Uttering ‘I am ashamed about…’ was about as close as I got to shame. I never knew what shame really meant. I think I substituted it for embarrassment. Often, I used guilt in place of shame. I learned the difference recently:
Guilt is the emotion you feel you have done something bad, made a mistake – gone against your values, beliefs, etc. The behaviour is separate from the self. Guilt can be positive and leads to sincere apologies and changes in future behaviours.
Shame is the emotion when you feel you are bad and not worthy. You associate your behaviours with who you are rather what you do. Behaviours become difficult to change or improve if a person sees the flaw within her/himself. It leads to a fear that we are not worthy of love and belonging.
Yeah, I have a lot of shame, more shame than guilt. Guilt can turn into shame. Someone can attack you or repeatedly bring up things you have done and this can turn into shame even if you felt guilt initially. How weird is that?
I realised that in my story that I recently wrote about in Worth (part 1) that Shame was along my side, enjoying the ride. (Thanks to Kara for introducing me to the concept of FOG (fear – obligation – guilt) by Susan Forward and Donna Frazier)
When I was 10 years old I failed my first social studies exam of the year. My mother was furious and she used FOG which led me to study for the next one only to disappoint her by getting a score of 98/100 because it wasn’t 100. Since 10 years old and until I graduated high school (17 years old) I received really good grades. Before this, my grades were marginal (mostly Cs and Bs and few As).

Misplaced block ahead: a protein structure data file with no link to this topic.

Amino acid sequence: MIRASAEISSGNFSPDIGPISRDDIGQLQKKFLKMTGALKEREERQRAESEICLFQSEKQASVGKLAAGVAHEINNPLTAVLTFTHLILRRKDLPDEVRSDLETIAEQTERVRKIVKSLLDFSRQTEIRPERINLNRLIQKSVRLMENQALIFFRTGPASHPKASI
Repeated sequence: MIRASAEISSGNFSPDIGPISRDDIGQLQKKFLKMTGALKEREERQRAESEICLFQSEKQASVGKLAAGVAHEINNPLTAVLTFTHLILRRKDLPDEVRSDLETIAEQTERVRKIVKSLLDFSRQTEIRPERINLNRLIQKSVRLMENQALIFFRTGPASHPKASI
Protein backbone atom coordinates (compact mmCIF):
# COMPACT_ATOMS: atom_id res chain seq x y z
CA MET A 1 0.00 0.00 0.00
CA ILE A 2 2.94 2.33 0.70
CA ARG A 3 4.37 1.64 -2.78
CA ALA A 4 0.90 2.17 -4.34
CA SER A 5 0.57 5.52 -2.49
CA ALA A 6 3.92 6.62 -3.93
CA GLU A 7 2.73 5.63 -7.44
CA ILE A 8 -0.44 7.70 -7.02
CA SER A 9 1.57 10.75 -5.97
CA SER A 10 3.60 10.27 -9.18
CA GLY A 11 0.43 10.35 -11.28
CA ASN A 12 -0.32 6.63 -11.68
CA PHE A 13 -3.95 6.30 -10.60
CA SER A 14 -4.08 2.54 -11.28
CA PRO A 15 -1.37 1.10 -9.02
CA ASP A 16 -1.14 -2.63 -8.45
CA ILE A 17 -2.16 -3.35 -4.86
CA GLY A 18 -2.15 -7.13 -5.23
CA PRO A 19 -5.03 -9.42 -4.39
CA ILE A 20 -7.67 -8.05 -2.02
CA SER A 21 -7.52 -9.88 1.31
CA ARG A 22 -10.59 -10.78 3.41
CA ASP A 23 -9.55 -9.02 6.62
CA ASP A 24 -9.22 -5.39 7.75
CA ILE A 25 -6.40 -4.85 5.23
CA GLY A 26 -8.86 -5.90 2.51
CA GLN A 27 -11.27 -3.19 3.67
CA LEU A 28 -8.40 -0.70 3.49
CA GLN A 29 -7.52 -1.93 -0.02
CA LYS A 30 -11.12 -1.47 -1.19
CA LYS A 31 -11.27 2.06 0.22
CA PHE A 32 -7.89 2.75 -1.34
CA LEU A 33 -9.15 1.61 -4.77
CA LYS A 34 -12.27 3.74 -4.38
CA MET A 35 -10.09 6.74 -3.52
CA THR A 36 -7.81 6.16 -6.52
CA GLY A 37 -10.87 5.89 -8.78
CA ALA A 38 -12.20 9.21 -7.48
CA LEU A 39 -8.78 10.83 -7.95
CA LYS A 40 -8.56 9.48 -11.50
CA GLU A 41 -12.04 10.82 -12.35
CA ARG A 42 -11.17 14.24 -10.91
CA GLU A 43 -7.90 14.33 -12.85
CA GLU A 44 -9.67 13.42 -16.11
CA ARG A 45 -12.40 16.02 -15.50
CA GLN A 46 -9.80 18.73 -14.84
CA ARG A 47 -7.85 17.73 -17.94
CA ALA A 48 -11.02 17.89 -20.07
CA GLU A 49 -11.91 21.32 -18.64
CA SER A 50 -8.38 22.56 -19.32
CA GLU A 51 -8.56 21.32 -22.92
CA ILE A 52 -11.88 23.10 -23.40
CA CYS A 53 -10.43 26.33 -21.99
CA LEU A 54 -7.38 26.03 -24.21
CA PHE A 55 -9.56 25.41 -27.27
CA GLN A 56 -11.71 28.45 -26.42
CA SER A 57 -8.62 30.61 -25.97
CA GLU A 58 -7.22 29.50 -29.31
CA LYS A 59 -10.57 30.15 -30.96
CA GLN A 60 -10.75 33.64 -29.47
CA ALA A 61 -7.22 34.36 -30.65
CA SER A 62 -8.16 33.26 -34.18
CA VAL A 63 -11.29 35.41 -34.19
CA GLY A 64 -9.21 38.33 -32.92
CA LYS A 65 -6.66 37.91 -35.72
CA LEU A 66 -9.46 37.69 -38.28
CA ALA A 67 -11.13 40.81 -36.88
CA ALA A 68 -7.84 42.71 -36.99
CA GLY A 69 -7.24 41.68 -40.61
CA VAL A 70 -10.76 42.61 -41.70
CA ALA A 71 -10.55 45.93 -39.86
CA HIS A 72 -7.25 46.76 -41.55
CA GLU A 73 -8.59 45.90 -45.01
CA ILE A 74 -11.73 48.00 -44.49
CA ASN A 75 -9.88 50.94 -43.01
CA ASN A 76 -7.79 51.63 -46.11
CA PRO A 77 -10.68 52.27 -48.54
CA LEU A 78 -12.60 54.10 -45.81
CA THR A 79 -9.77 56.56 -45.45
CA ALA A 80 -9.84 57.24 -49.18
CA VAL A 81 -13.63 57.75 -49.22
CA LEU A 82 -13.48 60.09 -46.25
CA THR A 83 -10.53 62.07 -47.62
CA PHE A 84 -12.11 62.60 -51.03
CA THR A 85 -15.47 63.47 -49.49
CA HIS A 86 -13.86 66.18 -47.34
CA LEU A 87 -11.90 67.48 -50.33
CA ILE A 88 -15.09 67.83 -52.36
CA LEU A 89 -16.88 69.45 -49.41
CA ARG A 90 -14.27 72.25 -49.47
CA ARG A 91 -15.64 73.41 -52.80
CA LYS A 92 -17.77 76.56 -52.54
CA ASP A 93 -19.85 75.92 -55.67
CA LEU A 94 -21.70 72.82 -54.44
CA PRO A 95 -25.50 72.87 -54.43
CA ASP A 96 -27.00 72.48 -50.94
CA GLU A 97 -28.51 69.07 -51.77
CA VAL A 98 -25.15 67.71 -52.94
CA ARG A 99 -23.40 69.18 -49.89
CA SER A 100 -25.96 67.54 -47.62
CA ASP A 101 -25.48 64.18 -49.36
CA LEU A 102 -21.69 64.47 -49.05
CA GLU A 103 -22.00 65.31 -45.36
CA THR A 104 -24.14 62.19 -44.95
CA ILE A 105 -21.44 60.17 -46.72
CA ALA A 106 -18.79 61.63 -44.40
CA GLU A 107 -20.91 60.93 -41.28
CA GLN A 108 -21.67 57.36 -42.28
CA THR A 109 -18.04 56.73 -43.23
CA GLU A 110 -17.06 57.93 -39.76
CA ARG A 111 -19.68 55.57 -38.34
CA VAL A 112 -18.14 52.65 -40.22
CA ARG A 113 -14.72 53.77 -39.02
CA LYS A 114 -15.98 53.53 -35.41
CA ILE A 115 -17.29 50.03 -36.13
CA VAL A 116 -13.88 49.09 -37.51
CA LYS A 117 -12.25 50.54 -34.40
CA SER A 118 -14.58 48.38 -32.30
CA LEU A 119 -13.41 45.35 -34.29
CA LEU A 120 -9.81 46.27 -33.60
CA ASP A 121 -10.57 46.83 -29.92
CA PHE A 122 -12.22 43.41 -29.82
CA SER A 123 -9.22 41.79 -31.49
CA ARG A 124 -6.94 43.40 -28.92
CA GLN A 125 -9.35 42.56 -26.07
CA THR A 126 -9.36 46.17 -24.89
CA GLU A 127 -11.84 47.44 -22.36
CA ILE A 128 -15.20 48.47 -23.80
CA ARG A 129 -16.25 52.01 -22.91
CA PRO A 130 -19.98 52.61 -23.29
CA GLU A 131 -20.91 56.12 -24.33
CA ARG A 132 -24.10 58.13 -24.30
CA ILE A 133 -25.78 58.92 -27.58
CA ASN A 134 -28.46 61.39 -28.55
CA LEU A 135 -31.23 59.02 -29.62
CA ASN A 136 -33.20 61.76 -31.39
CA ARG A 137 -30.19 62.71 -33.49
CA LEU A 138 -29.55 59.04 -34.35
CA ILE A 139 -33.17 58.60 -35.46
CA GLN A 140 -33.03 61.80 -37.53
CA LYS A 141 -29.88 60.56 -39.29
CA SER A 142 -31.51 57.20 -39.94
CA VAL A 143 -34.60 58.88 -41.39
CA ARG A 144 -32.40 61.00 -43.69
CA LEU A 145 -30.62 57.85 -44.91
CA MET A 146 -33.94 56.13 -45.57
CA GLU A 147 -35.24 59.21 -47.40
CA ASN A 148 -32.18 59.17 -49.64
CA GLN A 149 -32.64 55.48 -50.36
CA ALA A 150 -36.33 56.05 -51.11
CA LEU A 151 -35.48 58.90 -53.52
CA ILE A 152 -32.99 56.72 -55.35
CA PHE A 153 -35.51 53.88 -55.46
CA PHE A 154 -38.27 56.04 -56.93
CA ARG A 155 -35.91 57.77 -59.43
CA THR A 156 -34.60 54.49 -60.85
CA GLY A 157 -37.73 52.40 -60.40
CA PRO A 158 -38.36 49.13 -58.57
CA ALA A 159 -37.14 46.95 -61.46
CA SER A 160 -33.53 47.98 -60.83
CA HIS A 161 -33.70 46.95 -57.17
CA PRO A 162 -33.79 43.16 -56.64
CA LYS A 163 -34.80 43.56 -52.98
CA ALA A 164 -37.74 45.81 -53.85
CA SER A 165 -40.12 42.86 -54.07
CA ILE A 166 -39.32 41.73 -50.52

Somewhere during my school years I began to associate being a good daughter with getting As and being bad with Bs and lower. Shame was there every step of the way. It was shame that forced me to study not the love of learning. And it was shame that brought me good grades which allowed me entrance into university and to get loans to pay for it. Shame did me good, right?
I failed my first semester/term at university.
When I moved to campus, I was away from the FOG (fear-obligation-guilt). My study habits did not stick with me when I was alone. It was a hard first term and I pulled myself together because fear entered again – this time through the fact that if I don’t get my grades up I might not graduate and some companies don’t hire without a certain grade point average and ultimately that path lead back home (my greatest fear). I wasn’t going back to the FOG.
Much (not all) of the shame I have stems from my experiences in FOG. I often wonder if I ever felt guilt for anything I did at home?
And what about the Narcissist? What’s the N’s relationship with Shame?
xx T Reddy